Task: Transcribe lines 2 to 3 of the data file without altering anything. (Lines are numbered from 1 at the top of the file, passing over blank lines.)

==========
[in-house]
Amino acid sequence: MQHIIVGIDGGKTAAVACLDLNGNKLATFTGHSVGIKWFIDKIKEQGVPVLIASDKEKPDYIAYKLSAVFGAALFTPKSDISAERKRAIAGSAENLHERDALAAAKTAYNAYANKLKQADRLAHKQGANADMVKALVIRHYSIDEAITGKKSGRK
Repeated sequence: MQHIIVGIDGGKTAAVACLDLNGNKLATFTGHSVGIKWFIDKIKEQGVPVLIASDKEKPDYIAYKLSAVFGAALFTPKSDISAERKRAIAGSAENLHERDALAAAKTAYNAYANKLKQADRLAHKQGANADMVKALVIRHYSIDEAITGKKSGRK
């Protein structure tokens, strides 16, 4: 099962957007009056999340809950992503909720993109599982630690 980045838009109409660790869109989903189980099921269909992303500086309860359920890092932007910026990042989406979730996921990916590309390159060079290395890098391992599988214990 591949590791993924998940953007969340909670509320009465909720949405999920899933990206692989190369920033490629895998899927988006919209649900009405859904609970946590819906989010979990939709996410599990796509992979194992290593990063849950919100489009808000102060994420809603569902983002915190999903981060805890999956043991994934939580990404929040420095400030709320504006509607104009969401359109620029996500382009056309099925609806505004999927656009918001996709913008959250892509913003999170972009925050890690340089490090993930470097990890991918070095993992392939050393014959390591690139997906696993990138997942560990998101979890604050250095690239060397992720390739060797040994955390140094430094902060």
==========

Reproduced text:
Amino acid sequence: MQHIIVGIDGGKTAAVACLDLNGNKLATFTGHSVGIKWFIDKIKEQGVPVLIASDKEKPDYIAYKLSAVFGAALFTPKSDISAERKRAIAGSAENLHERDALAAAKTAYNAYANKLKQADRLAHKQGANADMVKALVIRHYSIDEAITGKKSGRK
Repeated sequence: MQHIIVGIDGGKTAAVACLDLNGNKLATFTGHSVGIKWFIDKIKEQGVPVLIASDKEKPDYIAYKLSAVFGAALFTPKSDISAERKRAIAGSAENLHERDALAAAKTAYNAYANKLKQADRLAHKQGANADMVKALVIRHYSIDEAITGKKSGRK